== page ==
To be like Meryl

A great friend sent me this wonderful speech by the most legendary Meryl Streep at a university commencement ceremony.  You really need to read it, and there’s a link here to the full text and the video. 

Some of my favourite sections are below.  I originally wrote this post around 4 weeks ago, so its timing relative to Julia’s ascent to the throne is purely coincidential.

Please don’t despair: my next set of posts will cover life in the Caribbean.  http://www.onpointradio.org/2010/05/meryl-streep

 

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If you have been touched by the success fairy, people think you know why. People think success breeds enlightenment and you are duty bound to spread it around like manure, fertilize those young minds, let them in on the secret, what is it that you know that no one else knows, the self examination begins, one looks inward, one opens an interior door. Cobwebs, black, the lights bulbs burned out, the airless dank refrigerator of an insanely over-scheduled, unexamined life that usually just gets take-out.

…Women, I feel I can say this authoritatively, especially at Barnard where they can’t hear us, what am I talking about? They professionally can’t hear us. Women are better at acting than men. Why? Because we have to be, if successfully convincing someone bigger than you are of something he doesn’t know is a survival skill, this is how women have survived through the millennia. Pretending is not just play. Pretending is imagined possibility. Pretending or acting is a very valuable life skill and we all do it. All the time, we don’t want to be caught doing it but nevertheless it’s part of the adaptations of our species, we change who we are to fit the exigencies of our time, and not just strategically, or to our own advantage, sometimes sympathetically, without our even knowing it for the betterment of the whole group.

…when I was nine, I remember taking my mother’s eyebrow pencil and carefully drawing lines all over my face, replicating the wrinkles that I had memorized on the face of my grandmother whom I adored and made my mother take my picture and I look at it now and of course, I look like myself now and my grandmother then. But I do really remember in my bones, how it was possible on that day to feel her age. I stooped, I felt weighted down but cheerful, you know I felt like her.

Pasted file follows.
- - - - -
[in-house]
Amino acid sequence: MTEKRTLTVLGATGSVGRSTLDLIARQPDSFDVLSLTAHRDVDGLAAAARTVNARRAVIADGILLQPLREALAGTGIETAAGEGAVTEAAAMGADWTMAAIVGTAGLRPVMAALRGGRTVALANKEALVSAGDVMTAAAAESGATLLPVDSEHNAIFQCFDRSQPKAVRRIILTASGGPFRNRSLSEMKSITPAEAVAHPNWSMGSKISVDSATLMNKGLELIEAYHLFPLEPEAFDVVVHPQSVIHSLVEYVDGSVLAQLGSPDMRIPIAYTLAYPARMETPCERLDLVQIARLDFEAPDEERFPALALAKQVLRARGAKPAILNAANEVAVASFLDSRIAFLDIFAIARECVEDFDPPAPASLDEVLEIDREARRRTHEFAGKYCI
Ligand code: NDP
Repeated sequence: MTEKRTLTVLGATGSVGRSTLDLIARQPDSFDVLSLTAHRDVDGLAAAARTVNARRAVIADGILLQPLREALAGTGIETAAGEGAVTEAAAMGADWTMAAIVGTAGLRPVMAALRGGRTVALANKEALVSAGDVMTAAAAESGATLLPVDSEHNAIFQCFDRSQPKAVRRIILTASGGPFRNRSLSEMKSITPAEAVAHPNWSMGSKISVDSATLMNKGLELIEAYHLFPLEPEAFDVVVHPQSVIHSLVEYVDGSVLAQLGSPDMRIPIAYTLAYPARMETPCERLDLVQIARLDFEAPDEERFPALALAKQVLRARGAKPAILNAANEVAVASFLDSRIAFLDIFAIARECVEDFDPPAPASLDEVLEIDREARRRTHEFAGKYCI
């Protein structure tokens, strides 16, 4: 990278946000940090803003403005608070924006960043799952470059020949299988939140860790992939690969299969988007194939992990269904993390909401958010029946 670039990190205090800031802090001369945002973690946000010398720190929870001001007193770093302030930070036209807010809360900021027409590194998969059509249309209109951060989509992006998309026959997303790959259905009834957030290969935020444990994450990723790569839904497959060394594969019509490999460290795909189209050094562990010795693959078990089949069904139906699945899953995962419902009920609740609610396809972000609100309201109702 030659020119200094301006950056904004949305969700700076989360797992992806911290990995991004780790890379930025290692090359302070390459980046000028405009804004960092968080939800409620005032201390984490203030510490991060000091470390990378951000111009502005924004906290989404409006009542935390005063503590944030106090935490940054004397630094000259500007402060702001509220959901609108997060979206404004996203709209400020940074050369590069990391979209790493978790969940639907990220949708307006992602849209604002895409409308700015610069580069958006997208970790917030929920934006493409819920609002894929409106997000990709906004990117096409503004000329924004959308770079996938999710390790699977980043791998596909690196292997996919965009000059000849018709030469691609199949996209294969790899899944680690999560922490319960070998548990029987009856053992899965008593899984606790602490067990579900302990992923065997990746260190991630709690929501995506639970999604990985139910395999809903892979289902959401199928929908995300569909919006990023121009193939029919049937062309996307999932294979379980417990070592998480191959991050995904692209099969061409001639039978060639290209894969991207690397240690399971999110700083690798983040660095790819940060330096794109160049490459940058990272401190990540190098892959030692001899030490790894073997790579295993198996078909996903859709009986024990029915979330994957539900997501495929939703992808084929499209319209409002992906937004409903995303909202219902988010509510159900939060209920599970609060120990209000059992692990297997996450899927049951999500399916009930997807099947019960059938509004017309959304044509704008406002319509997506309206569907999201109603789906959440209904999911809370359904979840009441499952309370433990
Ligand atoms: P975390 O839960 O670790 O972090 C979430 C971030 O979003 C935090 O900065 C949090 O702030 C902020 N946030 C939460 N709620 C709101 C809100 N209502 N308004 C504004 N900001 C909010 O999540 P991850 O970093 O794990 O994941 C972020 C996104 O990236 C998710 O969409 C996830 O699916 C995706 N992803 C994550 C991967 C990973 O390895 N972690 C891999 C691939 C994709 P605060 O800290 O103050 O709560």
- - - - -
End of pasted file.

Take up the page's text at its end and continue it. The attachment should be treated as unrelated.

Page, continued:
…Now as a measure of how the world has changed. The character [Streep has played] most men mention as their favorite. Miranda Priestly. The beleaguered totalitarian at the head of Runway magazine in Devil Wears Prada. To my mind this represents such an optimistic shift. They relate to Miranda. They wanted to date Linda [an insipid character Streep played early in her career]. They felt sorry for Linda but they feel like Miranda. They can relate to her issues, the high standards she sets for herself and others. The thanklessness of the leadership position. The “Nobody understands me” thing. The loneliness. They stand outside one character and they pity her and they kind of fall in love with her but they look through the eyes of this other character. This is a huge deal because as people in the movie business know the absolute hardest thing in the whole world is to persuade a straight male audience to identify with a woman protagonist to feel themselves embodied by her. This more than any other factor explains why we get the movies we get and the paucity of the roles where women drive the film. It’s much easier for the female audience because we were all grown up brought up identifying with male characters from Shakespeare to Salinger. We have less trouble following Hamlet’s dilemma viscerally or Romeo’s or Tybalt or Huck Finn or Peter Pan – I remember holding that sword up to Hook – I felt like him. But it is much much much harder for heterosexual boys to identify with Juliet or Desdemona, Wendy in Peter Pan or Joe in Little Women or the Little Mermaid or Pocohontas. why I don’t know, but it just is. there has always been a resistance to imaginatively assume a persona, if that persona is a she. But things are changing now and it’s in your generation we’re seeing this. Men are adapting… about time…they are adapting consciously and also without consciously and without realizing it for the better of the whole group. They are changing their deepest prejudices to regard as normal the things that their fathers would have found very very difficult and their grandfathers would have abhorred and the door to this emotional shift is empathy.

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